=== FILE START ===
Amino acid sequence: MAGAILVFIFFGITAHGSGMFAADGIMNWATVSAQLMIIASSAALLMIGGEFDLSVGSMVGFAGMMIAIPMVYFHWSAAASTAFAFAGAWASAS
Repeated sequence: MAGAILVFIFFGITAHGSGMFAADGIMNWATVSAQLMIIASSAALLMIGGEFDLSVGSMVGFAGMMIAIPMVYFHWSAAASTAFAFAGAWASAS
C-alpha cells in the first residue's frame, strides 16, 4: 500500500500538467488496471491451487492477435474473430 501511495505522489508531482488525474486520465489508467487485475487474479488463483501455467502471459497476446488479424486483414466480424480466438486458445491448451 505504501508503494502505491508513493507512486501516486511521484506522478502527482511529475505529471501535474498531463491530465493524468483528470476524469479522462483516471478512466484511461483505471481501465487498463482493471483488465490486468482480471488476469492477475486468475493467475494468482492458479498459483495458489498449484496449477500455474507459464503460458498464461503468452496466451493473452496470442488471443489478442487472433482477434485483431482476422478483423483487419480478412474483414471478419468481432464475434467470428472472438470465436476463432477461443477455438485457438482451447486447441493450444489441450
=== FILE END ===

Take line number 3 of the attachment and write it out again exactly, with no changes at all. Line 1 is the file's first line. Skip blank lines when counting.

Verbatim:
C-alpha cells in the first residue's frame, strides 16, 4: 500500500500538467488496471491451487492477435474473430 501511495505522489508531482488525474486520465489508467487485475487474479488463483501455467502471459497476446488479424486483414466480424480466438486458445491448451 505504501508503494502505491508513493507512486501516486511521484506522478502527482511529475505529471501535474498531463491530465493524468483528470476524469479522462483516471478512466484511461483505471481501465487498463482493471483488465490486468482480471488476469492477475486468475493467475494468482492458479498459483495458489498449484496449477500455474507459464503460458498464461503468452496466451493473452496470442488471443489478442487472433482477434485483431482476422478483423483487419480478412474483414471478419468481432464475434467470428472472438470465436476463432477461443477455438485457438482451447486447441493450444489441450